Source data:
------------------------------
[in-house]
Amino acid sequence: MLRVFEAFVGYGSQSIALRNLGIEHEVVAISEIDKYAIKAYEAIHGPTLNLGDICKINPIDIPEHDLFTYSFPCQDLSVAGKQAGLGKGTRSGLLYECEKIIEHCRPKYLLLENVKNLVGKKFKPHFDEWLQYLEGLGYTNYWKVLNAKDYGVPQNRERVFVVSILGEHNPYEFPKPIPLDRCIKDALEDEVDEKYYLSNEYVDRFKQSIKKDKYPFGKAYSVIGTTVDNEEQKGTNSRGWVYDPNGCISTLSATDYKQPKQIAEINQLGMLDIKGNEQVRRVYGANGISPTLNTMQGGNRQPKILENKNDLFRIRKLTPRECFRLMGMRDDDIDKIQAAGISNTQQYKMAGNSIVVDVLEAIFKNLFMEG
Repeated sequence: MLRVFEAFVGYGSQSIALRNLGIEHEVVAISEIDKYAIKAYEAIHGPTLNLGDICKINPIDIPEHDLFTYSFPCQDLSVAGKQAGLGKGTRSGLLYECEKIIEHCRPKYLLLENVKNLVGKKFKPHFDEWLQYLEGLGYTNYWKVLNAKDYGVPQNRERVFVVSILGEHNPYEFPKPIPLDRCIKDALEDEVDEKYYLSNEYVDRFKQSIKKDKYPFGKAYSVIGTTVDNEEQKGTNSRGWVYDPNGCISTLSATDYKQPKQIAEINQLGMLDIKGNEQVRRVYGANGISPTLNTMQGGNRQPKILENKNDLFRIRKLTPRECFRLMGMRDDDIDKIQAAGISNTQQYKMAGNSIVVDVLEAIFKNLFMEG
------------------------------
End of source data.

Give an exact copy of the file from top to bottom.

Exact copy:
[in-house]
Amino acid sequence: MLRVFEAFVGYGSQSIALRNLGIEHEVVAISEIDKYAIKAYEAIHGPTLNLGDICKINPIDIPEHDLFTYSFPCQDLSVAGKQAGLGKGTRSGLLYECEKIIEHCRPKYLLLENVKNLVGKKFKPHFDEWLQYLEGLGYTNYWKVLNAKDYGVPQNRERVFVVSILGEHNPYEFPKPIPLDRCIKDALEDEVDEKYYLSNEYVDRFKQSIKKDKYPFGKAYSVIGTTVDNEEQKGTNSRGWVYDPNGCISTLSATDYKQPKQIAEINQLGMLDIKGNEQVRRVYGANGISPTLNTMQGGNRQPKILENKNDLFRIRKLTPRECFRLMGMRDDDIDKIQAAGISNTQQYKMAGNSIVVDVLEAIFKNLFMEG
Repeated sequence: MLRVFEAFVGYGSQSIALRNLGIEHEVVAISEIDKYAIKAYEAIHGPTLNLGDICKINPIDIPEHDLFTYSFPCQDLSVAGKQAGLGKGTRSGLLYECEKIIEHCRPKYLLLENVKNLVGKKFKPHFDEWLQYLEGLGYTNYWKVLNAKDYGVPQNRERVFVVSILGEHNPYEFPKPIPLDRCIKDALEDEVDEKYYLSNEYVDRFKQSIKKDKYPFGKAYSVIGTTVDNEEQKGTNSRGWVYDPNGCISTLSATDYKQPKQIAEINQLGMLDIKGNEQVRRVYGANGISPTLNTMQGGNRQPKILENKNDLFRIRKLTPRECFRLMGMRDDDIDKIQAAGISNTQQYKMAGNSIVVDVLEAIFKNLFMEG